Afghanistan: Security and Rule of Law Failing Due to Lack of Funds
Amnesty International issued a report last week on the failure of donor countries in supporting efforts to reestablish the rule of law in Afghanistan. According to the report, "as the international community focuses its attention on post-conflict reconstruction in Iraq, it is crucial that it does not rescind promises made to the Afghan people."
The report goes on to state that "the high level of discrimination against women in Afghanistan is reflected in the criminal justice system. Women victims and defendants are being denied access to justice and are discriminated against by both the formal and informal justice systems." The report details how women and girls who are victims of rape, domestic violence, and forced underage marriage are not being protected under the current system. Women and girls are sometimes even prosecuted and forced to undergo virginity tests for engaging in sexual activity.
This report comes at a time when the security situation in Afghanistan is swiftly deteriorating. Human Rights Watch recently issued a report warning that warlords are threatening the success of the 2004 elections by their use of violence and intimidation, the United Nations withdrew its aid workers from the south due to violence in the area, and over 90 people were killed throughout the country in a week as a result of Taliban attacks and factional fighting.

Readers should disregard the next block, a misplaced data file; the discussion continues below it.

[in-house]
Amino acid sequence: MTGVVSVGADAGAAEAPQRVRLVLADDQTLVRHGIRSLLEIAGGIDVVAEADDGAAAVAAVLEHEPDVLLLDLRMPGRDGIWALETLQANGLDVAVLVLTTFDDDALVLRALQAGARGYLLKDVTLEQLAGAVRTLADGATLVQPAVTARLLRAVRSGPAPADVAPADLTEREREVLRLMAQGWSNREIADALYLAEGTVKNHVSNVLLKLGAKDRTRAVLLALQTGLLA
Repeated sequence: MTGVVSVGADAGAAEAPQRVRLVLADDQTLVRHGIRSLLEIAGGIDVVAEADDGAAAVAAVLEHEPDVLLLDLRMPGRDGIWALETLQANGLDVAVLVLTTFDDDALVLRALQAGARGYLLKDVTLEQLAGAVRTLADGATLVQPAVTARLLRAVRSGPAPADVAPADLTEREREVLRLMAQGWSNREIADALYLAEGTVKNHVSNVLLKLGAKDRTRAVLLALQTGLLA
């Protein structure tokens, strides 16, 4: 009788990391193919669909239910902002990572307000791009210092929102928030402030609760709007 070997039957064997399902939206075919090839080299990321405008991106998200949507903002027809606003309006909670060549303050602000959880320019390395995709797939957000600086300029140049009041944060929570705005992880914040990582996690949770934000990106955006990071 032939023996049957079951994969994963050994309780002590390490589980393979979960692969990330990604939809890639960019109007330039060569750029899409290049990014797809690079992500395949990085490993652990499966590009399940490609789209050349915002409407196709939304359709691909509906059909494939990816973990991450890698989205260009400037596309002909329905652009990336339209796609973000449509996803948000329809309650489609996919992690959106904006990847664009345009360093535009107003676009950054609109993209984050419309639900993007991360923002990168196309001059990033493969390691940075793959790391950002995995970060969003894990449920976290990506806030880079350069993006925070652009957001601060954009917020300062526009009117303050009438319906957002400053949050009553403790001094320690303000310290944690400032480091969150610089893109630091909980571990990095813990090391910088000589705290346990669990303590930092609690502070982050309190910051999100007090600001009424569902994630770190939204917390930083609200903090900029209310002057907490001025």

10/31/2014 Federal Judge Exempts Another Catholic University from Birth Control Coverage - A federal judge ruled Tuesday that Ave Maria University, a Catholic university in Florida, does not have to comply with federal rules meant to ensure that covered employees can exercise their right to obtain birth control at no cost.
The Affordable Care Act requires all new health insurance plans to cover all FDA-approved contraceptives - such as the pill, emergency contraceptives, and IUDs - without charging co-pays, deductibles or co-insurance. . . .
10/31/2014 Women of Color in Tennessee Are United in Opposition to Amendment 1 - Just days before the general election in Tennessee, a coalition of community leaders, clergy, and advocates led a press conference encouraging women of color to vote no on Amendment 1, a dangerous and far-reaching measure on the state's ballot.
SisterReach, a grassroots organization focused on "empowering, organizing, and mobilizing women and girls in the community around their reproductive and sexual health to make informed decisions about themselves," organized the press conference "to call attention to the unique concerns Black and poor communities throughout Shelby County and across the state of Tennessee face on a daily basis" and to emphasize how the upcoming election "could further limit [black women's] reproductive, economic, political, and social autonomy."
"We assemble today to impress upon black women and women of color, many of whom are heads of households, to get out and vote," said SisterReacher Founder and CEO Cherisse Scott at the event.
SisterReach has been educating voters about the particularly dangerous impact of Amendment 1 on women of color. . . .
10/30/2014 Medication Abortion Access Threatened by Oklahoma Court Ruling - An Oklahoma state district court judge has refused to block a state law restricting medication abortion, clearing the way for the law to go into affect on November 1.
The Oklahoma Coalition for Reproductive Justice, together with a local abortion clinic in Tulsa, challenged HB 2684 in September, arguing that the law was an unconstitutional restriction on non-surgical abortion in the earliest weeks of pregnancy. . . .